“We need to live as the Buddha taught us to live, in peace and harmony with nature, but this must start with ourselves. If we are going to save this planet we need to seek a new ecological order, to look at the life we lead and then work together for the benefit of all; unless we work together no solution can be found. By moving away from self-centeredness, sharing wealth more, being more responsible for ourselves, and agreeing to live more simply, we can help decrease much of the suffering in the world,” from the Buddhist Statement on Ecology 1996.

“All men are my children. What I desire for my own children, and I desire their welfare and happiness both in this world and the next, that I desire for all men. You do not understand to what extent I desire this, and if some of you do understand, you do not understand the full extent of my desire.

You must attend to this matter. While being completely law- abiding, some people are imprisoned, treated harshly and even killed without cause so that many people suffer. Therefore your aim should be to act with impartiality. It is because of these things - envy, anger, cruelty, hate, indifference, laziness or tiredness — that such a thing does not happen. Therefore your aim should be: “May these things not be in me.” And the root of this is non-anger and patience. Those who are bored with the administration of justice will not be promoted; (those who are not) will move upwards and be promoted. Whoever among you understands this should say to his colleagues: “See that you do your duty properly. Such and such are Beloved-of-the-Gods’ instructions.” Great fruit will result from doing your duty, while failing in it will result in gaining neither heaven nor the king’s pleasure.”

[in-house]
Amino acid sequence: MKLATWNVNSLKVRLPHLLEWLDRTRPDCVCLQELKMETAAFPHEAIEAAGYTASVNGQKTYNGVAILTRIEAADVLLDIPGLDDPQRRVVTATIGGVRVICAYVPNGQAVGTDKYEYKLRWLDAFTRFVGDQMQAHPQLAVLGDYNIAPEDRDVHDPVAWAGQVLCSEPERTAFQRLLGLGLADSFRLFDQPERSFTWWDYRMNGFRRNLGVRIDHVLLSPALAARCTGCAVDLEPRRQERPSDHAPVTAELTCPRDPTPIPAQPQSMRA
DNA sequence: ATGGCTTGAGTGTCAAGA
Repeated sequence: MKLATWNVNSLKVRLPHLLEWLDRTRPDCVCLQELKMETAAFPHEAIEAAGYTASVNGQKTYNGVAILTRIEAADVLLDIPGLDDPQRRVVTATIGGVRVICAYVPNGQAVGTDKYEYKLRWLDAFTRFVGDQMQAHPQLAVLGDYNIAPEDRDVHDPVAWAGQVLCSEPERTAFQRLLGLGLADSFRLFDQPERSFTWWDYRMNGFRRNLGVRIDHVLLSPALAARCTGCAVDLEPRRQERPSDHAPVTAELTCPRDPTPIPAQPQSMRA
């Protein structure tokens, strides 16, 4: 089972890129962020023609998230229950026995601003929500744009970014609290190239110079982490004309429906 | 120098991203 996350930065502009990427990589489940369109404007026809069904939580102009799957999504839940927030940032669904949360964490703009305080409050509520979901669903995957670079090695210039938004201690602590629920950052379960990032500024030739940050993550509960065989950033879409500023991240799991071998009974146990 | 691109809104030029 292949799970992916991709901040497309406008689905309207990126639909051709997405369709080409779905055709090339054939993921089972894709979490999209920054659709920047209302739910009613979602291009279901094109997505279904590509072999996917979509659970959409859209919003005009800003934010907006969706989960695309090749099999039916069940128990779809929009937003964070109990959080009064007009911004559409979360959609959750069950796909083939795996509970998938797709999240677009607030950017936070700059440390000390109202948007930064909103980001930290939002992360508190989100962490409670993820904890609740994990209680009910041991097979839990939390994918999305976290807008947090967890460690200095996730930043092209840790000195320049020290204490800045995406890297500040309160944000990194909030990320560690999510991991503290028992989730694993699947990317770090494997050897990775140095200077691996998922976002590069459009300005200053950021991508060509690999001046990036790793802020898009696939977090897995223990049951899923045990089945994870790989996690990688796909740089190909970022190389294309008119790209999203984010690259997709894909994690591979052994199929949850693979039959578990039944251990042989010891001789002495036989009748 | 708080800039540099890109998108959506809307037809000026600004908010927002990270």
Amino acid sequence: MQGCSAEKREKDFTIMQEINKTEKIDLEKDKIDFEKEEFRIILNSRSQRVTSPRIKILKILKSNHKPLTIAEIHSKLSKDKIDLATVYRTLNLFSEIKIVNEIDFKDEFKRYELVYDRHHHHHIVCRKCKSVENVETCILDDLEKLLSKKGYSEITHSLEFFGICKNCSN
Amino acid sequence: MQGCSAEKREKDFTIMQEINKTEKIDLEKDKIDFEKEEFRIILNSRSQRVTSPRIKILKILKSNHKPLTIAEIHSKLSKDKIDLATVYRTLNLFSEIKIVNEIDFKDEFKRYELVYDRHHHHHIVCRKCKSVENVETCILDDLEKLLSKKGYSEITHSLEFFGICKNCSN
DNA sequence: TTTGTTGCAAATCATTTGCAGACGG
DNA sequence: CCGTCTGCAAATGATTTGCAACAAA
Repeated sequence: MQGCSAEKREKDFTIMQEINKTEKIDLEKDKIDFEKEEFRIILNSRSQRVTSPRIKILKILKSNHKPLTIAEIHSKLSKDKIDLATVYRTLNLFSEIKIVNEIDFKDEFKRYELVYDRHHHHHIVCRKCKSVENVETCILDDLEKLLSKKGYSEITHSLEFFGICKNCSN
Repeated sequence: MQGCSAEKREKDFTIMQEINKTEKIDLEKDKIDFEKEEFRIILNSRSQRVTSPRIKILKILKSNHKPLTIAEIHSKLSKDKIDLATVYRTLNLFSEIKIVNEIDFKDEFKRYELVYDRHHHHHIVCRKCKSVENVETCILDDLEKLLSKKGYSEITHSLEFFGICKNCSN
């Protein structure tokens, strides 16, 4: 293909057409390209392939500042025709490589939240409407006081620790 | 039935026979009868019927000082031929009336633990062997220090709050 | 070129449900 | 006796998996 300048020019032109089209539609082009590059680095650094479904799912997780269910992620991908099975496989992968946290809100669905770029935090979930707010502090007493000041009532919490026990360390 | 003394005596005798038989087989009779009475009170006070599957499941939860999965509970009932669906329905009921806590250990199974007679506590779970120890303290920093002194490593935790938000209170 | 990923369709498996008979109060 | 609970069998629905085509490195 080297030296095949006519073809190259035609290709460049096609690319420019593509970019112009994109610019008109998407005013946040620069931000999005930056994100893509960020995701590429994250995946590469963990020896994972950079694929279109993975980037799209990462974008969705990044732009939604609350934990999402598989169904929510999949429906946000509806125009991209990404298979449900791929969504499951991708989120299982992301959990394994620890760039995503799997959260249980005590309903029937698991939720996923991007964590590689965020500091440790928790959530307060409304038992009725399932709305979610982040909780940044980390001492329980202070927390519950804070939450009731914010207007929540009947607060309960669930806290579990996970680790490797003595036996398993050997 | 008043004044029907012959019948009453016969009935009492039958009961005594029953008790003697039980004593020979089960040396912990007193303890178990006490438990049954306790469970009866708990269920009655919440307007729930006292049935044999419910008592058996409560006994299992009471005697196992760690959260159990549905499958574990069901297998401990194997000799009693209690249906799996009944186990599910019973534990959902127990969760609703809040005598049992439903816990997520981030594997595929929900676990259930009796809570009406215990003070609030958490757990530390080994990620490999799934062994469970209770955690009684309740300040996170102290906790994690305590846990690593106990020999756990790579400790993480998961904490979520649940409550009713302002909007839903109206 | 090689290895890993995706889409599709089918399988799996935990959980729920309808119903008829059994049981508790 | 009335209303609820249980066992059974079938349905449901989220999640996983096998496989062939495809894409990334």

King Ashoka, who made Buddhism the state religion of India in 260BC.

“Twenty- six years after my coronation various animals were declared to be protected — parrots, ruddy geese, wild ducks, bats, queen ants, terrapins, boneless fish, fish, tortoises, porcupines, squirrels, deer, bulls, wild asses, wild pigeons, domestic pigeons and all four-footed creatures that are neither useful nor edible. Those nanny goats, ewes and sows which are with young or giving milk to their young are protected, and so are young ones less than six months old. Cocks are not to be caponized, husks hiding living beings are not to be burnt and forests are not to be burnt either without reason or to kill creatures. One animal is not to be fed to another..[at special festivals] …, fish are protected and not to be sold. During these days animals are not to be killed in the elephant reserves or the fish reserves either. ..[on special times of the year]…bulls are not to be castrated, billy goats, rams, boars and other animals that are usually castrated are not to be. horses and bullocks are not be branded. In the twenty-six years since my coronation prisoners have been given amnesty on twenty-five occasions.”
King Ashoka